Ghana is proposing a 30 percent principal loss and the forgoing of some interest payments for its international bondholders.
Gatekeepers News reports that this was part of Ghana’s debt sustainability plan to qualify for an International Monetary Fund (IMF) loan.
The country will also ask holders of domestic bonds to forfeit some interest payments.
According to Bloomberg, Ghana’s Deputy Minister of Finance, John Kumah confirmed the planned restructuring in a phone interview.
Kumah was quoted as saying, “These are proposals. We will soon start negotiations with both local and foreign bondholders.”
He added the government would suspend coupons on foreign bonds for three years while domestic bondholders would be asked to exchange their existing bonds for a new bond that offers no coupons in the first year, 5 percent in the second year, and 10 percent in the third year.
Ghana’s Eurobonds were steady in early trading in London, with securities due in 2032 rising 20 cents in the dollar to 31.43 by 8:25 a.m. in London, according to Bloomberg generic pricing. The yield fell 19 basis points to 30.77 percent.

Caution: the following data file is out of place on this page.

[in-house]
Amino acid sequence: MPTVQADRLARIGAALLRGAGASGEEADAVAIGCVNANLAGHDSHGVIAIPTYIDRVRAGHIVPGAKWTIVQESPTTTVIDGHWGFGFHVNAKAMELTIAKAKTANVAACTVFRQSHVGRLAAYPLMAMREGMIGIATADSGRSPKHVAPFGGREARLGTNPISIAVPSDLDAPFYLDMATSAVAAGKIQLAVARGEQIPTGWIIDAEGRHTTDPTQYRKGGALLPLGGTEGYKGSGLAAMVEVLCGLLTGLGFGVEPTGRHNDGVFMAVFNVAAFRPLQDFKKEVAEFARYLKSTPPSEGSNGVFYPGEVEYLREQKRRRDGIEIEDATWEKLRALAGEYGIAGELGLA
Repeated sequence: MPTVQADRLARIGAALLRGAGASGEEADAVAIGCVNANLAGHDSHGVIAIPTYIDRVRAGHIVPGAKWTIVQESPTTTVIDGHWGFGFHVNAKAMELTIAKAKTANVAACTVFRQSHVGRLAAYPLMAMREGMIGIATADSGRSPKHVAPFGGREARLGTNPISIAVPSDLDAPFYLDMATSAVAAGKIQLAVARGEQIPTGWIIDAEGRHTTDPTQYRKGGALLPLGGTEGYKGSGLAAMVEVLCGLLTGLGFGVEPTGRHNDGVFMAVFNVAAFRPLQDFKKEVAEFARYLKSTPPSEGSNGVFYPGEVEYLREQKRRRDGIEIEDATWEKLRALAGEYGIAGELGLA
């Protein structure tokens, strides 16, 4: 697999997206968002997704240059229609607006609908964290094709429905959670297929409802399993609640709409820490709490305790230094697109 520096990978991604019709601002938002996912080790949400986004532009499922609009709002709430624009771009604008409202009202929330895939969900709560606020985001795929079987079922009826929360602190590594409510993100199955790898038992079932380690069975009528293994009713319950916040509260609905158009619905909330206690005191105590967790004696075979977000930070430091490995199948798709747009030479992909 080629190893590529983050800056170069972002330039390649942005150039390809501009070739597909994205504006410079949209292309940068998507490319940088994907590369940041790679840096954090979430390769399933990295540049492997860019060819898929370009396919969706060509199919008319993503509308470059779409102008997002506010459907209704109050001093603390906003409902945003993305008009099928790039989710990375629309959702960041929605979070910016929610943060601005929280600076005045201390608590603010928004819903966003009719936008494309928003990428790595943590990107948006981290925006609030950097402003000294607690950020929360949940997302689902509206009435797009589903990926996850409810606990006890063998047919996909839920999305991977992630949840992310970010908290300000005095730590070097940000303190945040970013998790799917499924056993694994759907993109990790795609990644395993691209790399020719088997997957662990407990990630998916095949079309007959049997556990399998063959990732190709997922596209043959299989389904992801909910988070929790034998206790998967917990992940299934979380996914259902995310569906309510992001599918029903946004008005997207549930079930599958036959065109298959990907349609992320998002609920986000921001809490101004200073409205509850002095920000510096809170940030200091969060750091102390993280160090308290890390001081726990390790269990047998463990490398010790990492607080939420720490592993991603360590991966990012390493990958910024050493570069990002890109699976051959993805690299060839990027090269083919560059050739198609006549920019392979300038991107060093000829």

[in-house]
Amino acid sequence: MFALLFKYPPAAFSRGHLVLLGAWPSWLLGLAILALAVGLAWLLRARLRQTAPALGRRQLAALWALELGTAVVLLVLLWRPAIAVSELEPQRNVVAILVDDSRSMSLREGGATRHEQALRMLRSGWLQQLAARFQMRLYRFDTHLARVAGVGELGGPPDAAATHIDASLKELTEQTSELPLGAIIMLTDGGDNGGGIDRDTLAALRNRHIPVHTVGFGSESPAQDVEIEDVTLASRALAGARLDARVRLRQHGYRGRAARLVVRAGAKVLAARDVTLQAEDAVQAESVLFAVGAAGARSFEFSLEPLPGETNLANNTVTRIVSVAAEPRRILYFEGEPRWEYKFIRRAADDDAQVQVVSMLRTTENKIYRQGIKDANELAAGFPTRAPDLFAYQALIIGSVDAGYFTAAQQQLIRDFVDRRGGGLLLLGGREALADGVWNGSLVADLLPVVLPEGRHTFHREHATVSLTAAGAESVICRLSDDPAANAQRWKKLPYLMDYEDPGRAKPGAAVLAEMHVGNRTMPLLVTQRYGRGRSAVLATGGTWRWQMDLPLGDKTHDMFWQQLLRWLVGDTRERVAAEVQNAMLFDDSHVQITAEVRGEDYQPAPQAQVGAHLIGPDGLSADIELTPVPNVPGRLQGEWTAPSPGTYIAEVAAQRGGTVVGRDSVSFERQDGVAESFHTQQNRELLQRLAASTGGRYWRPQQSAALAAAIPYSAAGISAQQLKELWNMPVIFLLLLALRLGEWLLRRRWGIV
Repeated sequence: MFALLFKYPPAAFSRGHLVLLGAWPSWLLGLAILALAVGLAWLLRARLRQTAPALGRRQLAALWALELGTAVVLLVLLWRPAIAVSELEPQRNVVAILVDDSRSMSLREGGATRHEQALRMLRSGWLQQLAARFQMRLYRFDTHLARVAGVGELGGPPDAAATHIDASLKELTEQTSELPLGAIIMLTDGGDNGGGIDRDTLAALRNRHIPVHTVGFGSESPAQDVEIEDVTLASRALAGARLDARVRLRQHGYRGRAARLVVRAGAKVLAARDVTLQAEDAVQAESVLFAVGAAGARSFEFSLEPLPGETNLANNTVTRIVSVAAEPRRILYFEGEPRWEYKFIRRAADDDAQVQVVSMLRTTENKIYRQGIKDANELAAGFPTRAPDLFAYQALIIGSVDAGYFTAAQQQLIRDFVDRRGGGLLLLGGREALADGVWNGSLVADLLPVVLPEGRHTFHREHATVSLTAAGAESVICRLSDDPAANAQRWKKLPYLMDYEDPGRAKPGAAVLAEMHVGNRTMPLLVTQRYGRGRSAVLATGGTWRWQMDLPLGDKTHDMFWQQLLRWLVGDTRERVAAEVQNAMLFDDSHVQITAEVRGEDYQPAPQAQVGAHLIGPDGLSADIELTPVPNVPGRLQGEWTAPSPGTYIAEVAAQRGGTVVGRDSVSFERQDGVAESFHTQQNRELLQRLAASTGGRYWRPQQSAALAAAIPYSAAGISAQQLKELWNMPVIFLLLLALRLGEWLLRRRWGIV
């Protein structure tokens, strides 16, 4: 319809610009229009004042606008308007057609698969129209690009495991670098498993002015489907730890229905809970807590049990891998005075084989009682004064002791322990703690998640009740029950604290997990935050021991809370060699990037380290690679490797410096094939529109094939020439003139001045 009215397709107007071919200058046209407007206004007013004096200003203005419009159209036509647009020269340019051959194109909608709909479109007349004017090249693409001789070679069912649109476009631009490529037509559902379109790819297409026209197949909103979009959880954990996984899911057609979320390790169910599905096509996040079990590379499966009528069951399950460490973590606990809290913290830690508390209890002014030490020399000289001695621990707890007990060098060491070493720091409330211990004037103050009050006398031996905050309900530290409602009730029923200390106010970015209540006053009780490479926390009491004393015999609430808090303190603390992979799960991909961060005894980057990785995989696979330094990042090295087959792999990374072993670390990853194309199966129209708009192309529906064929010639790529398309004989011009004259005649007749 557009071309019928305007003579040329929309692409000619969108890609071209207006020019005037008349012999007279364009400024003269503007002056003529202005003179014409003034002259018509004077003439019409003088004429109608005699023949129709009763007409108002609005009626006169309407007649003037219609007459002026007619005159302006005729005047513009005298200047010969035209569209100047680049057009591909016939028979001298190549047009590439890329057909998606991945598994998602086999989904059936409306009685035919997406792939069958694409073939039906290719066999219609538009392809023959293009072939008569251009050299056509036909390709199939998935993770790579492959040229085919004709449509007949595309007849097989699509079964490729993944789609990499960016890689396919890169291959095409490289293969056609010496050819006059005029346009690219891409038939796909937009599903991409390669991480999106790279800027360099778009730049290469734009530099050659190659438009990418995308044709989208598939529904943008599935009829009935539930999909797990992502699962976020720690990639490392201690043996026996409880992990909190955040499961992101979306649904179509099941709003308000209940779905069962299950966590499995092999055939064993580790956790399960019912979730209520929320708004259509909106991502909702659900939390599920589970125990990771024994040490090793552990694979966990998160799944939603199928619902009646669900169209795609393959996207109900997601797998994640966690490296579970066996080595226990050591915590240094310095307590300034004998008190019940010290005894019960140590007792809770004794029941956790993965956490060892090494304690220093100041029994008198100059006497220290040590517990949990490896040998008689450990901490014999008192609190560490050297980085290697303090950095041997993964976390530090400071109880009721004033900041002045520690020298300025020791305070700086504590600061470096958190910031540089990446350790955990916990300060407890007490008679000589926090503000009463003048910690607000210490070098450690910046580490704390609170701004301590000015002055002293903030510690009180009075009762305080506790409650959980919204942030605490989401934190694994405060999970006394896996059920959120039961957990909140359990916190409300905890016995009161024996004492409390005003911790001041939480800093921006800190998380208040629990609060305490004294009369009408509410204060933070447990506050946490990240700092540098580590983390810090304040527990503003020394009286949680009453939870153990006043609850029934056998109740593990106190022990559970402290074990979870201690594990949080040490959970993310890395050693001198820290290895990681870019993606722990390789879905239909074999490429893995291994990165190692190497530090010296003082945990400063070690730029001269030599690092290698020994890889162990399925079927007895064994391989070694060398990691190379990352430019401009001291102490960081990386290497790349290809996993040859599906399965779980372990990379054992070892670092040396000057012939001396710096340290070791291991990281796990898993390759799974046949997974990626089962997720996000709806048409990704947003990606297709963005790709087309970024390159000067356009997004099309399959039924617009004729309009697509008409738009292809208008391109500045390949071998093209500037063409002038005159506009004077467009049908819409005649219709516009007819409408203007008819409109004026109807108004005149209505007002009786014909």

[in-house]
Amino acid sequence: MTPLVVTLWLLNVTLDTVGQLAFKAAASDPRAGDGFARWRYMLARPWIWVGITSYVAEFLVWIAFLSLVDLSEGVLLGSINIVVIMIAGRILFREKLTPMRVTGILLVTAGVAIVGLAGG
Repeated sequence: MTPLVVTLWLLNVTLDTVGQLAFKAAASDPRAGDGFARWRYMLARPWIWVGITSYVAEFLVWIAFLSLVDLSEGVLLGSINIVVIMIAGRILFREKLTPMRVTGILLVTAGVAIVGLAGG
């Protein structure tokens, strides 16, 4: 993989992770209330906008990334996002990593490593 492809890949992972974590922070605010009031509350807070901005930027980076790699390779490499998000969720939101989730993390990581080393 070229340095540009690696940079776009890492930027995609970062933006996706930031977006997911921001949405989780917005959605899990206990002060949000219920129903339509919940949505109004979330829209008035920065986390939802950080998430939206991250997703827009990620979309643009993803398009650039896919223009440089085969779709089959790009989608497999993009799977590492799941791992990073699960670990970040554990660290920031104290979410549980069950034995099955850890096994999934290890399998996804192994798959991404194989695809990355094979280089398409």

The African country is working to conclude negotiations on a $3 billion financial bailout programme with the IMF by year-end after being shut out of international debt markets amid a selloff of its dollar bonds that lifted yields to distressed levels.
Global Chief Economist at Renaissance Capital, Charlie Robertson said, “I think the markets may end up welcoming this dose of realism from Accra — especially as it will help bring the IMF on board.
“It built up debt due to excessively large deficits — budget and current account — for many years, and avoiding this would have required stringent austerity in 2021 and an IMF deal then.”
Like Nigeria, Ghana is currently battling with inflation and currency depreciation. Gatekeeper News earlier reported that the cedi is among the world’s worst-performing currencies against the dollar this year.